What Is A Tosca Pear: Learn About Growing Tosca Pears


By: Amy Grant

If you love Bartlett, you’ll love Tosca pears. You can cook with Tosca pears just as you would Bartlett and they are also delicious eaten fresh. Before you purchase a Tosca pear tree, continue reading to learn how to care for Tosca pears in the home garden.

What is a Tosca Pear?

As mentioned, Tosca pears are similar to Bartlett pears. Tosca pear trees are a hybrid between the early season Coscia and the Williams bon Cretien, aka the Bartlett pear. These pears were developed in Tuscany, Italy and, due to their Italian heritage, are thought to have been named after the infamous opera by Giacomo Puccini.

The earliest pears to ripen (available in the late summer and early fall), Tosca pears are bell shaped with a greenish-yellow skin and bright white, juicy flesh.

Growing Tosca Pears

Pear trees need full sunlight, 6-8 hours per day, so be sure to select a site that has enough sun exposure. Once you have chosen a site, dig a hole to accommodate the root ball. Amend the soil with plenty of compost.

Remove the tree from the burlap and set it in into the hole. Gently spread the roots out and then refill the hole with the amended soil. Water the tree in well and continue to water regularly once or twice a week. Tosca pears will begin bearing fruit in 3-5 years from planting.

Care for Tosca Pear

Almost all fruit trees need to be pruned at some point and pears are no exception. Prune the tree as soon as it is planted. Leave the central leader alone and select 3-5 outward reaching branches to prune out. Leave branches that are growing upward alone except to trim off the ends a bit to encourage growth. Thereafter, monitor the tree for any dead, diseased or crossing branches and prune them out.

You should stake the pear to allow it to grow straight and to give it some support from winds. Also, mulch in a 3-foot (just under a meter) circle around the tree to help retain moisture and retard weeds.

Generally speaking, pears shouldn’t need more than an annual fertilizing, that is, of course, unless your soil is lacking in nutrients. Be cautious when fertilizing. If you give the tree too much nitrogen, you will end up with a lovely bushy, green tree but no fruit. A great option for the home gardener is a slow-release fruit tree fertilizer, which slowly provides nutrients that should be sufficient for a year.

Harvesting Tosca Pears

Tosca pear trees will bear fruit in 3-5 years from planting. Because they don’t change color to say red or yellow, but are fairly yellow-green when ripe, color is not an indicator of when they should be harvested. Instead, rely on smell and touch. Ripe pears should give a little when gently squeezed and should smell aromatic.

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Read more about Pear Trees


Planting Dwarf Pear Trees – 3 Great Selections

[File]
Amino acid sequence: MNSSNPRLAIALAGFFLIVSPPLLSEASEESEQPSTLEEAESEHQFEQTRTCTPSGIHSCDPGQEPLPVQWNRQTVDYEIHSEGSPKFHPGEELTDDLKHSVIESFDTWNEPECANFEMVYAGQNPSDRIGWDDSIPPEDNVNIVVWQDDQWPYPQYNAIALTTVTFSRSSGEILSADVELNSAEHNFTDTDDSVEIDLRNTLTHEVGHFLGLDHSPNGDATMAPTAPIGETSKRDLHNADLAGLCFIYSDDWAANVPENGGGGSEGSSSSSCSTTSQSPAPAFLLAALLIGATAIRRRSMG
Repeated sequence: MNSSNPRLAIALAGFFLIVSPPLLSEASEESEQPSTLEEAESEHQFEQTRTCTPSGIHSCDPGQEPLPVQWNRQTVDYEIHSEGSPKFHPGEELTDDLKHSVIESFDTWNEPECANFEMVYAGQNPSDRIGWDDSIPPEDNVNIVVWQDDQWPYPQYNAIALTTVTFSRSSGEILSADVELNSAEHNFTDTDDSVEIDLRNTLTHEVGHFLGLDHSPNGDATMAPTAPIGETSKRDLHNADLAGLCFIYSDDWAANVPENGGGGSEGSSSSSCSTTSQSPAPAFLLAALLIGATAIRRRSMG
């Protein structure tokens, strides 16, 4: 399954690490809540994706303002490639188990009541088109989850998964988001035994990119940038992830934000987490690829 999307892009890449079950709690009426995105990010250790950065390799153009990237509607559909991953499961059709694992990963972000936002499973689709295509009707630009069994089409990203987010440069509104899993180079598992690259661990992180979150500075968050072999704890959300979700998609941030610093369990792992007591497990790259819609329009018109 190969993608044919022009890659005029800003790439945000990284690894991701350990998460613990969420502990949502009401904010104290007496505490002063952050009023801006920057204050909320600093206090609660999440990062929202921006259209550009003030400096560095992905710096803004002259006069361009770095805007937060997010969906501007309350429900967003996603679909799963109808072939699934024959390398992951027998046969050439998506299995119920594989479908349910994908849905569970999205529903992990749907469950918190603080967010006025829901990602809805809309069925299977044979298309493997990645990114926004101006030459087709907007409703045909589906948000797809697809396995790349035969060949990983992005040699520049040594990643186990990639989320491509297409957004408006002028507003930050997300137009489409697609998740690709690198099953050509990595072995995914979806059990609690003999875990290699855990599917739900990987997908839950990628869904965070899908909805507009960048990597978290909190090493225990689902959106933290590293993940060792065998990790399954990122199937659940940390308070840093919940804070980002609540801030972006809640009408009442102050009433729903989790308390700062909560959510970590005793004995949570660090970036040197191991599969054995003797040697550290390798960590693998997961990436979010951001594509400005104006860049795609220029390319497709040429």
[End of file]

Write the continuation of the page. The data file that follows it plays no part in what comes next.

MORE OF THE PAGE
Barltett Pear Tree

One of the most well-known of all pear tree varieties, Bartlett pears are prized for several reasons.

For one, they are extremely productive. Bartlett pears produce big yields of extremely juicy and sweet pears. And they do so early on in their growing cycle.

Golden Bartlett’s are just one of the excellent choices of Bartlett pears available for planting.

In fact, they can bear fruit as early as in their third full year of growth. It will take up to 5 to 7 years for a full crop, but it’s nice to know you can start sampling early on!

Bartlett pear trees are considered self pollinating, but they will produce much better if given a partner. A Moonglow pear tree is an excellent choice for second pollinating tree.

Bartlett pears are hardy in zones four through eight, and usually are ready to harvest in August. Product Link : Bartlett Pear Tree

Moonglow Dwarf Pear Trees

Not only is the Moonglow pear a great pollinating partner, it is an excellent choice for eating too!

Hardy in zones 5 through 8, the Moonglow tree will grow to around 10 feet tall. It makes a great choice for planting dwarf pear trees when space is at a premium.

Moonglow pears with their slight tinge of red.

Their blooms are a spectacular show of color in late April to May. Moonglow pears are a greenish-yellow with a slight red tint when ripe. Porduct Link : Moonglow

Seckel Pears

Of the three choices listed, Seckel pears are the smallest. But are they every packed with juicy flavor!

They are also a perfect pollinator for Moonglow pear trees. The Seckel variety is hardy in zones 5 through 8, and is often referred to as the dessert or candy pear for it’s sweet flavor.

Seckel pears are often called candy pears for their sweetness.

Dwarf Seckel trees will grow 6 to 8 feet wide and around 10′ tall when fully mature.

Here is to adding a bit of perennial flavor to your landscape by planting dwarf fruit trees!

This Is My Garden is a garden website created by gardeners, publishing two articles every week, 52 weeks a year. This article may contain affiliate links.


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